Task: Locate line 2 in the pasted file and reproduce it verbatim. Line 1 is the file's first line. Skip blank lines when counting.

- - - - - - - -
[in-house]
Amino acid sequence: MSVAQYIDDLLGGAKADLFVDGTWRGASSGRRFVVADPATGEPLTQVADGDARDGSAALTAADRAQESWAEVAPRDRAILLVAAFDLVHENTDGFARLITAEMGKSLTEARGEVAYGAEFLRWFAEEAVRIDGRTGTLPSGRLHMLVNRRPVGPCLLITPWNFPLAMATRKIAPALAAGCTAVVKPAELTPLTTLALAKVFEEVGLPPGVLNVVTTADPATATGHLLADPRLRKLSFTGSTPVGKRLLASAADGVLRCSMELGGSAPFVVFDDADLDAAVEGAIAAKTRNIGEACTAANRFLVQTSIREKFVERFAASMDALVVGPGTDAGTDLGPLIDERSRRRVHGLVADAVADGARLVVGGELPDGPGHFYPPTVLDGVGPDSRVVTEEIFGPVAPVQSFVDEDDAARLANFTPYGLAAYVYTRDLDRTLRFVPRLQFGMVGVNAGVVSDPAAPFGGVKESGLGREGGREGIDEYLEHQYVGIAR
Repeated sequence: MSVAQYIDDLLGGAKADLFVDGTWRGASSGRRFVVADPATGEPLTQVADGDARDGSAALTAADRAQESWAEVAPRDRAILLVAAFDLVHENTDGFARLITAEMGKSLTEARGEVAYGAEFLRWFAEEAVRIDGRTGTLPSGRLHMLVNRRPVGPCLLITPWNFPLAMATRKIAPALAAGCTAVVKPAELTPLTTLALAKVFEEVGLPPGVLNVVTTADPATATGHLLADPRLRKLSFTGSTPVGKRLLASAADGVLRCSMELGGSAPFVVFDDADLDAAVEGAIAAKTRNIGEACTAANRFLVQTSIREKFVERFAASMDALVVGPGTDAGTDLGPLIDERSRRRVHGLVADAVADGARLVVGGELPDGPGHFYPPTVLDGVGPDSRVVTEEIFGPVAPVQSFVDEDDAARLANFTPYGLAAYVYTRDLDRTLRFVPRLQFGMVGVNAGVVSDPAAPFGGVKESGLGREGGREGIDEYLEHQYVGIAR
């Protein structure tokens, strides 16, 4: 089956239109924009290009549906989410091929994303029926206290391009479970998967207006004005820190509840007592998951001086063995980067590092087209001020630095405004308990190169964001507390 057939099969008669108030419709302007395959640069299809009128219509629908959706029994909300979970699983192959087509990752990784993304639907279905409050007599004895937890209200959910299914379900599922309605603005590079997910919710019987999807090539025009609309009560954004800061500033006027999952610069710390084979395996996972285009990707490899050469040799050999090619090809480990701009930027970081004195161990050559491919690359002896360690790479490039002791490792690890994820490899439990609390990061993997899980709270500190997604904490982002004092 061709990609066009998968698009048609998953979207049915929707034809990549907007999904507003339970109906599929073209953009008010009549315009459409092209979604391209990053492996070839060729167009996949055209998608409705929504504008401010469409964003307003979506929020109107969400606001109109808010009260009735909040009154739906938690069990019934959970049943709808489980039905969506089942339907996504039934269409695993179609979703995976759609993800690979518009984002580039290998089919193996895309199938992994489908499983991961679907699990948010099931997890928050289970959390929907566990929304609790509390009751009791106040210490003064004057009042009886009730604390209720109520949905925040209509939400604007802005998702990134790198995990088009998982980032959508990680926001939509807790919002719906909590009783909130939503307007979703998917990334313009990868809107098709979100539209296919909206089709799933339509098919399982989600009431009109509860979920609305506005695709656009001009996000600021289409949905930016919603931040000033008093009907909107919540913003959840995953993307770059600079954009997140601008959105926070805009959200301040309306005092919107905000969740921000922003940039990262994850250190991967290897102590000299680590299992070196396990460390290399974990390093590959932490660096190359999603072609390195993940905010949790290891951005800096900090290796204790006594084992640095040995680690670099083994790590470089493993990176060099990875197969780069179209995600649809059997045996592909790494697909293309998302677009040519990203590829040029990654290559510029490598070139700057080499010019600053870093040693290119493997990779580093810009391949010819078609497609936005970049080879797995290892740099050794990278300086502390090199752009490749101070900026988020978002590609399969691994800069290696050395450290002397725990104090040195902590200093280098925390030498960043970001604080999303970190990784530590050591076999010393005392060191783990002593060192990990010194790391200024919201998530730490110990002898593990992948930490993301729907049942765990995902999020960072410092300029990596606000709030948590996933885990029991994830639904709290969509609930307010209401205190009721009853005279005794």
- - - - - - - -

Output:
Amino acid sequence: MSVAQYIDDLLGGAKADLFVDGTWRGASSGRRFVVADPATGEPLTQVADGDARDGSAALTAADRAQESWAEVAPRDRAILLVAAFDLVHENTDGFARLITAEMGKSLTEARGEVAYGAEFLRWFAEEAVRIDGRTGTLPSGRLHMLVNRRPVGPCLLITPWNFPLAMATRKIAPALAAGCTAVVKPAELTPLTTLALAKVFEEVGLPPGVLNVVTTADPATATGHLLADPRLRKLSFTGSTPVGKRLLASAADGVLRCSMELGGSAPFVVFDDADLDAAVEGAIAAKTRNIGEACTAANRFLVQTSIREKFVERFAASMDALVVGPGTDAGTDLGPLIDERSRRRVHGLVADAVADGARLVVGGELPDGPGHFYPPTVLDGVGPDSRVVTEEIFGPVAPVQSFVDEDDAARLANFTPYGLAAYVYTRDLDRTLRFVPRLQFGMVGVNAGVVSDPAAPFGGVKESGLGREGGREGIDEYLEHQYVGIAR